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Keywords: Overcoming Indigenous Disadvantage

  • AUSTRALIA

    The Uluru Statement, the Constitution and the Election

    • Frank Brennan
    • 06 May 2022
    3 Comments

    Whoever is Prime Minister after the election on May 21, he will need to address the question of Indigenous recognition in the Australian Constitution. This is the sixth election in a row when the question has been a live, unresolved issue during the election campaign. The patience of Indigenous leaders is understandably wearing thin. Trust is waning. There is still no clear path ahead. So where to from here?  

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  • AUSTRALIA

    On Aboriginal land: seeking a place at the table

    • Frank Brennan
    • 31 May 2017
    6 Comments

    Indigenous leaders this last week have called for the creation of two new legal entities. They want a First Nations Voice enshrined in the Constitution, and a Makarrata Commission set up by legislation. The Makarrata Commission would supervise agreement making between governments and First Nations and engage in truth telling about history. The envisaged destination is a national Makarrata (or treaty). So the immediate constitutional issue is the creation of the First Nations Voice. There is no point in proceeding with a referendum on a question which fails to win the approval of Indigenous Australia. Neither is there any point in proceeding with a referendum which is unlikely to win the approval of the voting public.

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  • RELIGION

    Recognising Aboriginal and Torres Strait Islander People in the Constitution

    • Frank Brennan
    • 21 March 2013
    1 Comment

    Frank Brennan's address 'Recognising Aboriginal and Torres Strait Islander People in the Constitution' presented at the 18th National Schools Constitutional Convention, The Museum of Australian Democracy at Old Parliament House, 21 March 2013.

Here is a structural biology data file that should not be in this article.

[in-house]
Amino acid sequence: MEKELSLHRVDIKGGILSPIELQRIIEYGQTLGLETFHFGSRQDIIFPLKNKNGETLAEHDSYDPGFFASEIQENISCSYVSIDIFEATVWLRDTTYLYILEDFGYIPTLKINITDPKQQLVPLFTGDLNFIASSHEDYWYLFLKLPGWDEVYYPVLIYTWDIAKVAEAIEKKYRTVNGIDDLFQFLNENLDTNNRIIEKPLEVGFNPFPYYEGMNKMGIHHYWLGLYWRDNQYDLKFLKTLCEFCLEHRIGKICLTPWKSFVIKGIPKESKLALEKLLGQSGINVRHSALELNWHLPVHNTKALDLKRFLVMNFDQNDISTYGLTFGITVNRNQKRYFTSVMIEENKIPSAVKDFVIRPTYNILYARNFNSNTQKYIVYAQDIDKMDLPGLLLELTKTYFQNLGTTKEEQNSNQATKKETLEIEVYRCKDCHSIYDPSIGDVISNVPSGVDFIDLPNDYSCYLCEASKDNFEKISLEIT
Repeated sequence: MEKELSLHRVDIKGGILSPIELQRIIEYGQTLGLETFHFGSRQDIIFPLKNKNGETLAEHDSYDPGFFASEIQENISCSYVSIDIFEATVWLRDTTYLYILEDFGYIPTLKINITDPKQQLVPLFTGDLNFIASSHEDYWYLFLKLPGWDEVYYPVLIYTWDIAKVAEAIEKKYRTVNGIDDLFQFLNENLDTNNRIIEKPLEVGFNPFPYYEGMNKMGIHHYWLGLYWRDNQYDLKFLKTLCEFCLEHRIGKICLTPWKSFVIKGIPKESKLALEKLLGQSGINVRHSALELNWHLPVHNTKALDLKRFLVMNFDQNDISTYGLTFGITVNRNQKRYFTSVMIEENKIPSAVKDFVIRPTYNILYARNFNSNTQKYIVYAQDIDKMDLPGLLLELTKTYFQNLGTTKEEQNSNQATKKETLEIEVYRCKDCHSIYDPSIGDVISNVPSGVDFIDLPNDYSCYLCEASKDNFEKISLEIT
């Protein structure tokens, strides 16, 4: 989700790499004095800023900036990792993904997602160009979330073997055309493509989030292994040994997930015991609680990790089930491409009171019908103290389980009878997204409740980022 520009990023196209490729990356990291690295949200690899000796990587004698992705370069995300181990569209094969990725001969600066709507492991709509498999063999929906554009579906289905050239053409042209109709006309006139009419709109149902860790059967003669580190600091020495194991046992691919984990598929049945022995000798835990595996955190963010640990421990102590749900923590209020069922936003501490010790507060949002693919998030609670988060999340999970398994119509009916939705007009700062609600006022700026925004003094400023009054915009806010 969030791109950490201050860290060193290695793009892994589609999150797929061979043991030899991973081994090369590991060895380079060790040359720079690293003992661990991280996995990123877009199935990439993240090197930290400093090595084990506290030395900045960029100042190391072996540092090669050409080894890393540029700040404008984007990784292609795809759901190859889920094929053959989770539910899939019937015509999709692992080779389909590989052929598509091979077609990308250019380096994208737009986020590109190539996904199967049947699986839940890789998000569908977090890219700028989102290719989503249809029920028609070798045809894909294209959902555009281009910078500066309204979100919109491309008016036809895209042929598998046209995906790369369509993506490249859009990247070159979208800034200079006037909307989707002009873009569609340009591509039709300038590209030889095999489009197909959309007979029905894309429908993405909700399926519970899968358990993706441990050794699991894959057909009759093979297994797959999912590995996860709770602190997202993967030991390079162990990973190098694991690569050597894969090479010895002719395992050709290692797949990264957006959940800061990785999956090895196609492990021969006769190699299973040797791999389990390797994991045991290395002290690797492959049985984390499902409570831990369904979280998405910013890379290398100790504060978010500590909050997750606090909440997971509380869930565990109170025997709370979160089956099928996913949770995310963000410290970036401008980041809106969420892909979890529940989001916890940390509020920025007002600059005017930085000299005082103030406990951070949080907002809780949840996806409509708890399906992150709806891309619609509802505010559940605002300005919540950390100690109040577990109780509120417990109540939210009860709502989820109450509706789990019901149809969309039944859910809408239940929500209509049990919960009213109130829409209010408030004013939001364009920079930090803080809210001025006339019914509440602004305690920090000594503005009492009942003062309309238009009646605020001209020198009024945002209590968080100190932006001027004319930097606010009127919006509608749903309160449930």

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  • EDUCATION

    Best of 2012: Gonski's reductionist view of education

    • Chris Middleton
    • 07 January 2013
    2 Comments

    The report's argument that a base level of funding be established might lead to a lowest common denominator approach to determining what is an 'efficient' education, in both the state and private systems. Creativity, diversity and experimentation may be hindered in such a regime. Friday 24 February 

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  • MARGARET DOOLEY AWARD

    The just world fallacy and the need for empathy

    • Sarah Burnside
    • 26 September 2012
    5 Comments

    Human beings have a bias towards a belief that the world is a fair place in which one's actions have appropriate consequences. This 'just world hypothesis' implies that those who suffer calamity must be at fault. It is the opposite of empathy and poses a serious challenge for those who seek to implement progressive social policies.

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  • RELIGION

    Aborigines and Torres Strait Islanders in Australia's Constitution

    • Frank Brennan
    • 06 July 2012
    8 Comments

    Most Australians would agree that it’s time to free the Constitution from all vestiges of racial discrimination. For this, it needs an amendment affirming the status as Indigenous Australians as equal citizens. But in the current political climate, a referendum is unlikely to produce the necessary super majority of electors in four of the six states voting in favour.

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  • EDUCATION

    Gonski's reductionist view of education

    • Chris Middleton
    • 24 February 2012
    9 Comments

    The report's argument that a base level of funding be established might lead to a lowest common denominator approach to determining what is an 'efficient' education, in both the state and private systems. Creativity, diversity and experimentation may be hindered in such a regime.

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  • RELIGION

    Working out what white Australia wants

    • Frank Brennan
    • 30 January 2012
    10 Comments

    I have been feeling sad and confused about the happenings in Canberra since Australia Day. On Saturday I got on my bike and went down to the lawn of Old Parliament House. I passed a sign: 'You are now entering or leaving the Australian Aboriginal Tent Embassy ... Abusive behaviour will not be tolerated.'

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  • AUSTRALIA

    Indigenous health: 'Things that work'

    • Myrna Tonkinson
    • 08 July 2009
    2 Comments

    The focus on the sensational when discussing the gap between Indigenous and non-Indigenous health tends to obscure some positives. Many families are dealing with problems of abuse and neglect with remarkable success.

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  • AUSTRALIA

    Letter from 'social inclusion' Senator

    • Ursula Stephens
    • 05 December 2007
    1 Comment

    Labor has adopted social inclusion as an organising principle of the nation's social and economic policy. Social inclusion is about recognising that economic prosperity in and of itself is not enough: it is central to the work of government to make sure that this prosperity leaves no-one behind.

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